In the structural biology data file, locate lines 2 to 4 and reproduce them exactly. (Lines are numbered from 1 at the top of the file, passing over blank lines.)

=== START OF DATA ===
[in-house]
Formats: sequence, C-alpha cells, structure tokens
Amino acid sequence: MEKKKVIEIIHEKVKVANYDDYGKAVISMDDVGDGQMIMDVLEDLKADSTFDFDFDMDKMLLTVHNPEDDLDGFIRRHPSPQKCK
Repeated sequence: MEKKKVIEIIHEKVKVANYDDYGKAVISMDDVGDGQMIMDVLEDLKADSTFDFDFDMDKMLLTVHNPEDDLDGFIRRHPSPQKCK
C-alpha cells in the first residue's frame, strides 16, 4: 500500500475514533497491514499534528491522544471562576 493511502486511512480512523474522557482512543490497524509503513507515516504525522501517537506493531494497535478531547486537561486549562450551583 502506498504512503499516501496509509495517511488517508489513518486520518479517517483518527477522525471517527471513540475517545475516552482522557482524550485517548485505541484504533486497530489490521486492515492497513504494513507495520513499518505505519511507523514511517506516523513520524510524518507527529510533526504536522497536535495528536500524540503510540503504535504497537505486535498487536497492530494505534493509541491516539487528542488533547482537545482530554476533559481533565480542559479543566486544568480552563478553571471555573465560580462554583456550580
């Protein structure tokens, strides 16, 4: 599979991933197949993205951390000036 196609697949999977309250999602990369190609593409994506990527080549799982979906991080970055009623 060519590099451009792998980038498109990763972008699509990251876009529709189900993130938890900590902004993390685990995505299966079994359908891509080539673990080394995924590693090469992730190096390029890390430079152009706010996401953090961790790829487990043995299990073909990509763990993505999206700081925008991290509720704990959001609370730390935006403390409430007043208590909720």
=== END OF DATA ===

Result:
Formats: sequence, C-alpha cells, structure tokens
Amino acid sequence: MEKKKVIEIIHEKVKVANYDDYGKAVISMDDVGDGQMIMDVLEDLKADSTFDFDFDMDKMLLTVHNPEDDLDGFIRRHPSPQKCK
Repeated sequence: MEKKKVIEIIHEKVKVANYDDYGKAVISMDDVGDGQMIMDVLEDLKADSTFDFDFDMDKMLLTVHNPEDDLDGFIRRHPSPQKCK